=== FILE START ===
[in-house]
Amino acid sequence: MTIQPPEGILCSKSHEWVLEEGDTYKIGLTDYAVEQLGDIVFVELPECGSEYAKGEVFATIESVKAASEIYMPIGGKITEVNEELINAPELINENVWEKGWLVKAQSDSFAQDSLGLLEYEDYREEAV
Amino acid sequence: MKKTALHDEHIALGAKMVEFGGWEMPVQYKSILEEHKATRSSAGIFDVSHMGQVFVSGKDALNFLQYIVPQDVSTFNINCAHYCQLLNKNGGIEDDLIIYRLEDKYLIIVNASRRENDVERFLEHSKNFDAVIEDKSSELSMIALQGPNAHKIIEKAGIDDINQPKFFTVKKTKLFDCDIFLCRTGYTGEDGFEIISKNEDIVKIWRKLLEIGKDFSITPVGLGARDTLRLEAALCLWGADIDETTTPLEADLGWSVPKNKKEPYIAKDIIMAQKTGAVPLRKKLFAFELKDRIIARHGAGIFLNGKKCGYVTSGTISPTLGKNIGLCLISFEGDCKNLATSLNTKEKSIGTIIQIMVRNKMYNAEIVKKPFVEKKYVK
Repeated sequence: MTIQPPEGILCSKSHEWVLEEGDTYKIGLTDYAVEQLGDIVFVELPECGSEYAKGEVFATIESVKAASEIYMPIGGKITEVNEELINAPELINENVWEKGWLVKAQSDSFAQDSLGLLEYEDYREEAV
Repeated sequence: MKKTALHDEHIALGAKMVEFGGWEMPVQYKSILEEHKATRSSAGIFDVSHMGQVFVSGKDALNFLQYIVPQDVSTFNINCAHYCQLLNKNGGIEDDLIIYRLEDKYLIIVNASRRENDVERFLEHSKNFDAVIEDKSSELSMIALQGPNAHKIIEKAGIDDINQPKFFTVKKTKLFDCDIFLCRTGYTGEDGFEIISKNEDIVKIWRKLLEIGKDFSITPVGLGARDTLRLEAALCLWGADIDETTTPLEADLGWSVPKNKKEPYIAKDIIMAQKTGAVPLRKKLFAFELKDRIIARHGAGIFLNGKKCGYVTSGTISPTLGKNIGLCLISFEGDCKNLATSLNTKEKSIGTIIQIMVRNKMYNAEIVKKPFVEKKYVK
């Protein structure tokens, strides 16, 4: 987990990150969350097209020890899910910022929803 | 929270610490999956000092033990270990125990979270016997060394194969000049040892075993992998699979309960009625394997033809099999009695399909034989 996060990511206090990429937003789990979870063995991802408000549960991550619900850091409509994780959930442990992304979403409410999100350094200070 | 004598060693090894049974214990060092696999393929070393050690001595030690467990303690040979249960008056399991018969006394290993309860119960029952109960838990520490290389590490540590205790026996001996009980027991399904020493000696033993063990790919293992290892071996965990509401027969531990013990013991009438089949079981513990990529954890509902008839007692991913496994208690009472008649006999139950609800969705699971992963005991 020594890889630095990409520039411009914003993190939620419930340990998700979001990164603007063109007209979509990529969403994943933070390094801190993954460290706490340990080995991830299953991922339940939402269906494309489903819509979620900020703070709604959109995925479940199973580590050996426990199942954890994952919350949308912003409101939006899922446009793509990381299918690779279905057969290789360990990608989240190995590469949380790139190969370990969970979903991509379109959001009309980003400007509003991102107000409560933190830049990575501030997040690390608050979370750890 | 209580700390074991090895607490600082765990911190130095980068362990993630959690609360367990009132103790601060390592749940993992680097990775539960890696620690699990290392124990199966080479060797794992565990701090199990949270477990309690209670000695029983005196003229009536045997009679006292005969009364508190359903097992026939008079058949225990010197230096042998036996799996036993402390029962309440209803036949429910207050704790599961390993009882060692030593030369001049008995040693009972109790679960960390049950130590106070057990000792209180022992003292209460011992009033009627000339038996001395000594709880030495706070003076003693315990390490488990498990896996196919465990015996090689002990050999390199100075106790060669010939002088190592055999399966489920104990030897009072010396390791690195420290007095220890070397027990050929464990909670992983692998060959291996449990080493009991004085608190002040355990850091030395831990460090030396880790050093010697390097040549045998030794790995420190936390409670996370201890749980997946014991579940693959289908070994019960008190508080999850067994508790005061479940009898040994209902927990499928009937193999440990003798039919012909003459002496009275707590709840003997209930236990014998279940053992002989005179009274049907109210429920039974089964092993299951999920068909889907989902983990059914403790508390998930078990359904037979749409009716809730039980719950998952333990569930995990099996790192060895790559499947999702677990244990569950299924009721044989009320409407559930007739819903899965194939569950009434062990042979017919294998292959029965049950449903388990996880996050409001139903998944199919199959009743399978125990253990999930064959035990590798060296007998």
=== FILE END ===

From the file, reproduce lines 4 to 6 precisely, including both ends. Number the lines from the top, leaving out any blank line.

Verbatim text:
Repeated sequence: MTIQPPEGILCSKSHEWVLEEGDTYKIGLTDYAVEQLGDIVFVELPECGSEYAKGEVFATIESVKAASEIYMPIGGKITEVNEELINAPELINENVWEKGWLVKAQSDSFAQDSLGLLEYEDYREEAV
Repeated sequence: MKKTALHDEHIALGAKMVEFGGWEMPVQYKSILEEHKATRSSAGIFDVSHMGQVFVSGKDALNFLQYIVPQDVSTFNINCAHYCQLLNKNGGIEDDLIIYRLEDKYLIIVNASRRENDVERFLEHSKNFDAVIEDKSSELSMIALQGPNAHKIIEKAGIDDINQPKFFTVKKTKLFDCDIFLCRTGYTGEDGFEIISKNEDIVKIWRKLLEIGKDFSITPVGLGARDTLRLEAALCLWGADIDETTTPLEADLGWSVPKNKKEPYIAKDIIMAQKTGAVPLRKKLFAFELKDRIIARHGAGIFLNGKKCGYVTSGTISPTLGKNIGLCLISFEGDCKNLATSLNTKEKSIGTIIQIMVRNKMYNAEIVKKPFVEKKYVK
């Protein structure tokens, strides 16, 4: 987990990150969350097209020890899910910022929803 | 929270610490999956000092033990270990125990979270016997060394194969000049040892075993992998699979309960009625394997033809099999009695399909034989 996060990511206090990429937003789990979870063995991802408000549960991550619900850091409509994780959930442990992304979403409410999100350094200070 | 004598060693090894049974214990060092696999393929070393050690001595030690467990303690040979249960008056399991018969006394290993309860119960029952109960838990520490290389590490540590205790026996001996009980027991399904020493000696033993063990790919293992290892071996965990509401027969531990013990013991009438089949079981513990990529954890509902008839007692991913496994208690009472008649006999139950609800969705699971992963005991 020594890889630095990409520039411009914003993190939620419930340990998700979001990164603007063109007209979509990529969403994943933070390094801190993954460290706490340990080995991830299953991922339940939402269906494309489903819509979620900020703070709604959109995925479940199973580590050996426990199942954890994952919350949308912003409101939006899922446009793509990381299918690779279905057969290789360990990608989240190995590469949380790139190969370990969970979903991509379109959001009309980003400007509003991102107000409560933190830049990575501030997040690390608050979370750890 | 209580700390074991090895607490600082765990911190130095980068362990993630959690609360367990009132103790601060390592749940993992680097990775539960890696620690699990290392124990199966080479060797794992565990701090199990949270477990309690209670000695029983005196003229009536045997009679006292005969009364508190359903097992026939008079058949225990010197230096042998036996799996036993402390029962309440209803036949429910207050704790599961390993009882060692030593030369001049008995040693009972109790679960960390049950130590106070057990000792209180022992003292209460011992009033009627000339038996001395000594709880030495706070003076003693315990390490488990498990896996196919465990015996090689002990050999390199100075106790060669010939002088190592055999399966489920104990030897009072010396390791690195420290007095220890070397027990050929464990909670992983692998060959291996449990080493009991004085608190002040355990850091030395831990460090030396880790050093010697390097040549045998030794790995420190936390409670996370201890749980997946014991579940693959289908070994019960008190508080999850067994508790005061479940009898040994209902927990499928009937193999440990003798039919012909003459002496009275707590709840003997209930236990014998279940053992002989005179009274049907109210429920039974089964092993299951999920068909889907989902983990059914403790508390998930078990359904037979749409009716809730039980719950998952333990569930995990099996790192060895790559499947999702677990244990569950299924009721044989009320409407559930007739819903899965194939569950009434062990042979017919294998292959029965049950449903388990996880996050409001139903998944199919199959009743399978125990253990999930064959035990590798060296007998």